WICHITA FALLS (KFDX/KJTL) — Schools, businesses, restaurants, and even military bases were reminded the hard way, that Texoma isn’t built for wintry weather.
“When you have those numbers of people here at the installation for training, then you drop 12 inches of snow into the middle of that operation, everything comes grinding to a halt,” Installation & 82nd Training Wing commander Brigadier General Kenyon Bell said.
Forcing something that doesn’t happen often, Sheppard Air Force Base shutting down for an entire week.
But as forecasts came in, they were prepared.
“As we saw this coming, we really had to bed down all the aircrafts, whether they were hangered or under shelter appropriately,” 80th Flying Training Wing commander Colonel Robert Haas said.
With aircrafts grounded and sheltered, the base closed everything on the installation: the grocery store, the mall, anything to encourage people to stay inside.
Then, they got to work, with what they had.
“This somewhat of a joke, but there’s a lot of reality in it,” Brigadier General Bell said. “We have two plows and a broom.”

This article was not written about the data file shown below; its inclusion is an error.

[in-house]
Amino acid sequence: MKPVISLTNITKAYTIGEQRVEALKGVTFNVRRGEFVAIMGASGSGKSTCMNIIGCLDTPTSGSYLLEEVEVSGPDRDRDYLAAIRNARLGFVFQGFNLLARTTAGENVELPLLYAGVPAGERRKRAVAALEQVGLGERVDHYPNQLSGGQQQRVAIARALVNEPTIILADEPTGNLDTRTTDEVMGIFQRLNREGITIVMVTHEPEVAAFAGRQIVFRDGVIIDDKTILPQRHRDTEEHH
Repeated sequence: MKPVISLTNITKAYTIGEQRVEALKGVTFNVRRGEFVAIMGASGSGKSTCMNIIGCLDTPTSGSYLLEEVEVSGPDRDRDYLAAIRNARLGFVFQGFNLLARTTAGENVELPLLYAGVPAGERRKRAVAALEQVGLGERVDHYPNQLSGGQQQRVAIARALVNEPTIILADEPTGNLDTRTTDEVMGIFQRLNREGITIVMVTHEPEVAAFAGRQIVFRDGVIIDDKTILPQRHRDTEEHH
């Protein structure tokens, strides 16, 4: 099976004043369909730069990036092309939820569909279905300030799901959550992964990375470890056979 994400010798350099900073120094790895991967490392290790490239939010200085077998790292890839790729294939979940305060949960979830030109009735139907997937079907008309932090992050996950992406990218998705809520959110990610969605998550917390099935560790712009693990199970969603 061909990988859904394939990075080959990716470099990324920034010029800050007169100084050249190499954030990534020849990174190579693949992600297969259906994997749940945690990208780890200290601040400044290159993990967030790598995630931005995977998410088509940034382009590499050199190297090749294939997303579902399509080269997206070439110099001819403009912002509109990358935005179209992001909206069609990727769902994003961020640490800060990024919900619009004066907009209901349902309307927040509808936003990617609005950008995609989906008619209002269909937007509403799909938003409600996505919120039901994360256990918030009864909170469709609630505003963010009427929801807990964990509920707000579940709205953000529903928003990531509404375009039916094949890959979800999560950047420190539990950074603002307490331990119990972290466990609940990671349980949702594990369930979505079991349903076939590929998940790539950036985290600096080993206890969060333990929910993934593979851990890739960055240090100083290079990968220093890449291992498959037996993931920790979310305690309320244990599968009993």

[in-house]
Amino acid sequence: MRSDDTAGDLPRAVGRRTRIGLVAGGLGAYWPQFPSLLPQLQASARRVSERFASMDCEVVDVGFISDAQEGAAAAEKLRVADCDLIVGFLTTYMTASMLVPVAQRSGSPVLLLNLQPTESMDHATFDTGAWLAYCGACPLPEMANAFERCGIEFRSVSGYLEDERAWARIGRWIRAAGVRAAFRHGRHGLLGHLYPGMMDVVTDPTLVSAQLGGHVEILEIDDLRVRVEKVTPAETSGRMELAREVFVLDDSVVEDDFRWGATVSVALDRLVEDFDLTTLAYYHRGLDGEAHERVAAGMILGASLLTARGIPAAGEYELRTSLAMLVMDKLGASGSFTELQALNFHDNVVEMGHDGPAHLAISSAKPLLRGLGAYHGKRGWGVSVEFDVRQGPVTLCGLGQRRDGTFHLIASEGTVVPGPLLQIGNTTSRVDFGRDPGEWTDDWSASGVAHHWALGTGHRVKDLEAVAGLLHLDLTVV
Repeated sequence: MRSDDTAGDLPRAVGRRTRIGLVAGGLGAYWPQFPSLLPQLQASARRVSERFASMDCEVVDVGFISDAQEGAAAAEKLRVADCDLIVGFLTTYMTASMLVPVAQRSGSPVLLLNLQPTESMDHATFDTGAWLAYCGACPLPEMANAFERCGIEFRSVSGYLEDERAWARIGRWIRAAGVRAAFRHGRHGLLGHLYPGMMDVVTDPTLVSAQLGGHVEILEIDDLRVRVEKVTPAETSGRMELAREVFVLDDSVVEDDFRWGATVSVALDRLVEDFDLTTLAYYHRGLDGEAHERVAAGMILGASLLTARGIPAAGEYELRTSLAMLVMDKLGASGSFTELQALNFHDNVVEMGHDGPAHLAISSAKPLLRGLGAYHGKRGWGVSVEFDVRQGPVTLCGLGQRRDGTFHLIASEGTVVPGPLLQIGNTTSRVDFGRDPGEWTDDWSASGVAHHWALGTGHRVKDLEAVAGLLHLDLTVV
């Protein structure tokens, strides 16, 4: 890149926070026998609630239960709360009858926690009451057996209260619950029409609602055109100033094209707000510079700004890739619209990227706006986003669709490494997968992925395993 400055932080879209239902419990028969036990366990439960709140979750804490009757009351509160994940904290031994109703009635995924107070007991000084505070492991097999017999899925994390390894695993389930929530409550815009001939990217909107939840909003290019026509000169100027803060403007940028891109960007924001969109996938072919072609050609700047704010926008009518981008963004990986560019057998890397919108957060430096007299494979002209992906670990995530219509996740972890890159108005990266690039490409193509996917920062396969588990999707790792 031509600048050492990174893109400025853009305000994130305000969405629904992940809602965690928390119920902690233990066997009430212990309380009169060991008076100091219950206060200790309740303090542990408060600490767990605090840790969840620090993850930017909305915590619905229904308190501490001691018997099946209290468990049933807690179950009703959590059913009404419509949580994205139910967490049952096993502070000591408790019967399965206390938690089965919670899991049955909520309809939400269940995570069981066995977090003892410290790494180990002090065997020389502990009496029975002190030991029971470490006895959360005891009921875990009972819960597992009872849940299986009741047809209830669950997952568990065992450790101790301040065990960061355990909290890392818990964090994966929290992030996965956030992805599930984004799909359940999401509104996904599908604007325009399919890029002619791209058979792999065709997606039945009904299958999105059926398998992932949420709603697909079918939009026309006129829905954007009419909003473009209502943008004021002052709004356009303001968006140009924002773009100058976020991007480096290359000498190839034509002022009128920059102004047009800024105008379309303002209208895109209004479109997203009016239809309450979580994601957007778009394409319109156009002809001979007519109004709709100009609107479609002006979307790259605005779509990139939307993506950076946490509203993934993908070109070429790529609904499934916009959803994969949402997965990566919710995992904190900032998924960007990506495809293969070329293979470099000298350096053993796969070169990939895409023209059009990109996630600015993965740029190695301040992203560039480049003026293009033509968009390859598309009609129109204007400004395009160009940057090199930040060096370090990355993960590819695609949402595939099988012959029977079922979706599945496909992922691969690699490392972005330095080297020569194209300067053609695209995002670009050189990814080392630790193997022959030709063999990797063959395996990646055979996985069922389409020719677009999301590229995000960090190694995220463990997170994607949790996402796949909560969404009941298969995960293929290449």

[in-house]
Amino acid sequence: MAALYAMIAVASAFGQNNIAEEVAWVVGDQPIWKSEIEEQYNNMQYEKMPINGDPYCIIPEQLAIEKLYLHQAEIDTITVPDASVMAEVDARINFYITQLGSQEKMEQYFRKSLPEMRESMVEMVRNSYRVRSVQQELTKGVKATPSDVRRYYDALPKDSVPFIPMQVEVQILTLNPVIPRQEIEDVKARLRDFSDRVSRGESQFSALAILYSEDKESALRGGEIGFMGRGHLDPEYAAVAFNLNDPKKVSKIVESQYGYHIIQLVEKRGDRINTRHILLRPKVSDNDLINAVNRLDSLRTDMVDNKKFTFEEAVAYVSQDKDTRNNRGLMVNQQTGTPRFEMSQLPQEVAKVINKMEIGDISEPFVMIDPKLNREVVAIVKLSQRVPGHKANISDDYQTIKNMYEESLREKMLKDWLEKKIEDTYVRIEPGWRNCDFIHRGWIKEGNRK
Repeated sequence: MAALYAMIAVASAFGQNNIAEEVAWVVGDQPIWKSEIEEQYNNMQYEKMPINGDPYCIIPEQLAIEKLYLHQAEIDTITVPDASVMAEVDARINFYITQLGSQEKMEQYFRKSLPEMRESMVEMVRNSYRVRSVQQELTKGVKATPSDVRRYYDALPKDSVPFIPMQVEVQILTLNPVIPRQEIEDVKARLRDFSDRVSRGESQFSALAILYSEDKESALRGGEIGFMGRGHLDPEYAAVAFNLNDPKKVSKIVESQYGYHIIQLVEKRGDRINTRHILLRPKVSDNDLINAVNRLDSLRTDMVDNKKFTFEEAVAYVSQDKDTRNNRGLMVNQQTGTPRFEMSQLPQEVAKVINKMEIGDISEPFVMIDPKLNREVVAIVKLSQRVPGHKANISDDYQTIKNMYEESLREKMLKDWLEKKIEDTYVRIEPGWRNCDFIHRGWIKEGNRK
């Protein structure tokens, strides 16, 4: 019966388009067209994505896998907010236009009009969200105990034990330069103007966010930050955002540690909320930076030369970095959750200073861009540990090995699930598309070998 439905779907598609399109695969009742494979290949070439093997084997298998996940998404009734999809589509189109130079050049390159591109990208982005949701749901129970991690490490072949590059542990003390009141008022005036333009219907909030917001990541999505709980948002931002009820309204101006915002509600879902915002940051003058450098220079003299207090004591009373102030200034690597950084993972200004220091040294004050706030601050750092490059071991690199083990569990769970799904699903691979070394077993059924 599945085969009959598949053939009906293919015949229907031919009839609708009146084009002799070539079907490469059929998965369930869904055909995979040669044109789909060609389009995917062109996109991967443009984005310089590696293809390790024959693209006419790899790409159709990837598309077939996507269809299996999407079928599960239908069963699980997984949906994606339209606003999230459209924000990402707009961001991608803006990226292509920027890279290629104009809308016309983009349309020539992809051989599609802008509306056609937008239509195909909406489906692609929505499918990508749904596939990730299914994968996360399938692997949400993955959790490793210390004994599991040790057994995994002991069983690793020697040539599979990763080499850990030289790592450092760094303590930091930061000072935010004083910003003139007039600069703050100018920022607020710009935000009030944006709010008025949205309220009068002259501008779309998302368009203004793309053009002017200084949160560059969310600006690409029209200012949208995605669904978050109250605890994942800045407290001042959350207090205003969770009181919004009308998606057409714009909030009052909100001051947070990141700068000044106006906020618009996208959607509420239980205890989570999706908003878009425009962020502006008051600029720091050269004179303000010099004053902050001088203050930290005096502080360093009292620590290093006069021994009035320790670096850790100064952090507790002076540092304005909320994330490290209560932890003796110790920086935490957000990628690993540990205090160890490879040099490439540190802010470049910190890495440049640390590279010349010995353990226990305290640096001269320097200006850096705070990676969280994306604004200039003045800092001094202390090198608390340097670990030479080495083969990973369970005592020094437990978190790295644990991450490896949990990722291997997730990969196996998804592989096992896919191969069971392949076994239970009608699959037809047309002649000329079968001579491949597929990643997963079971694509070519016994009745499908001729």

Plowing miles of empty primary and secondary streets on base, through two waves of a winter storm.
“A phenomenal group of five people with the vehicles i just spoke about, they worked really hard to clear that away,” Brigadier General Bell said.
From clearing roadways , to cleaning up damages from busted pipes.
It could be demoralizing at times, but Brigadier General Bell said everyone stepped up, in anyway possible.
“To see whatever streaming down in areas, to get the water turned off. Then just a lot of people volunteering to come down and move the equipment away and reposition them to a different location,” Brigadier General Bell said.
Those who helped, stepped up in more ways than one
“The humanity was just amazing, you know to listen to people talk about the stories, all the way from hey I’m going to cook you a hot meal, bring you over some hot chocolate, to shoveling sidewalks and driveways,” Brigadier General Bell said.
Much like the rest of the city, many dealt with outages and lack of heat, rescue missions for cars on the side of the road and others off base became regular.
Now, they emerge into a new week, ready to resume operations.
“To climb out of that, and that we were able to fly today, is fantastic, but it’s a crawl, walk, run approach,” Colonel Robert Haas said.
Back to journeying the skies high above Texoma.
“It’s such a great reminder of what we do when we can see planes flying and hear that noise above,” Brigadier General Bell said.